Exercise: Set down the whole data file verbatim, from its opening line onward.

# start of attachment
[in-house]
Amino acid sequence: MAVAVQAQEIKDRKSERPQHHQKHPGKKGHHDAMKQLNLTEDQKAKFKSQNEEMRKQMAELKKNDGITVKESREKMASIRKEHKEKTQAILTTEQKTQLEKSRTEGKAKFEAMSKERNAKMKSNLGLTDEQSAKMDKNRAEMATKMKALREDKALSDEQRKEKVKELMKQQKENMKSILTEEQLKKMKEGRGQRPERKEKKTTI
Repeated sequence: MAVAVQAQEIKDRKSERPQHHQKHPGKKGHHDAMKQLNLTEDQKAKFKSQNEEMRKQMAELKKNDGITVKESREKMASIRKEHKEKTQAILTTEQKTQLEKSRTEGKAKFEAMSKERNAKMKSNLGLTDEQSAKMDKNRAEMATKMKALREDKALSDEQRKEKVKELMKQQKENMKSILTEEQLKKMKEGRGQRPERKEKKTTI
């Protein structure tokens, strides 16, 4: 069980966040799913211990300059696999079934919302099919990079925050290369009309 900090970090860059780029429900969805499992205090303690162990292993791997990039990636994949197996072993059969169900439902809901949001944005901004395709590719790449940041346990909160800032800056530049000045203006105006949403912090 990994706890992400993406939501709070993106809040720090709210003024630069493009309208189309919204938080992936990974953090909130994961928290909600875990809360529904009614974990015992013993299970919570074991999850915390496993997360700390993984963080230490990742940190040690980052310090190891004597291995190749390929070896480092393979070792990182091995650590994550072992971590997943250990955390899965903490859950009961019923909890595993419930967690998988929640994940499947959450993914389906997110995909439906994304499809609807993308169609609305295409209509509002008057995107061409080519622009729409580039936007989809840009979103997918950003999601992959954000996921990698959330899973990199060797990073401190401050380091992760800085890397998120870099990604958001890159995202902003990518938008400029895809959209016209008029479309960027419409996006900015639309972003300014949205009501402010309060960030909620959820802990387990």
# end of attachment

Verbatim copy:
[in-house]
Amino acid sequence: MAVAVQAQEIKDRKSERPQHHQKHPGKKGHHDAMKQLNLTEDQKAKFKSQNEEMRKQMAELKKNDGITVKESREKMASIRKEHKEKTQAILTTEQKTQLEKSRTEGKAKFEAMSKERNAKMKSNLGLTDEQSAKMDKNRAEMATKMKALREDKALSDEQRKEKVKELMKQQKENMKSILTEEQLKKMKEGRGQRPERKEKKTTI
Repeated sequence: MAVAVQAQEIKDRKSERPQHHQKHPGKKGHHDAMKQLNLTEDQKAKFKSQNEEMRKQMAELKKNDGITVKESREKMASIRKEHKEKTQAILTTEQKTQLEKSRTEGKAKFEAMSKERNAKMKSNLGLTDEQSAKMDKNRAEMATKMKALREDKALSDEQRKEKVKELMKQQKENMKSILTEEQLKKMKEGRGQRPERKEKKTTI
């Protein structure tokens, strides 16, 4: 069980966040799913211990300059696999079934919302099919990079925050290369009309 900090970090860059780029429900969805499992205090303690162990292993791997990039990636994949197996072993059969169900439902809901949001944005901004395709590719790449940041346990909160800032800056530049000045203006105006949403912090 990994706890992400993406939501709070993106809040720090709210003024630069493009309208189309919204938080992936990974953090909130994961928290909600875990809360529904009614974990015992013993299970919570074991999850915390496993997360700390993984963080230490990742940190040690980052310090190891004597291995190749390929070896480092393979070792990182091995650590994550072992971590997943250990955390899965903490859950009961019923909890595993419930967690998988929640994940499947959450993914389906997110995909439906994304499809609807993308169609609305295409209509509002008057995107061409080519622009729409580039936007989809840009979103997918950003999601992959954000996921990698959330899973990199060797990073401190401050380091992760800085890397998120870099990604958001890159995202902003990518938008400029895809959209016209008029479309960027419409996006900015639309972003300014949205009501402010309060960030909620959820802990387990």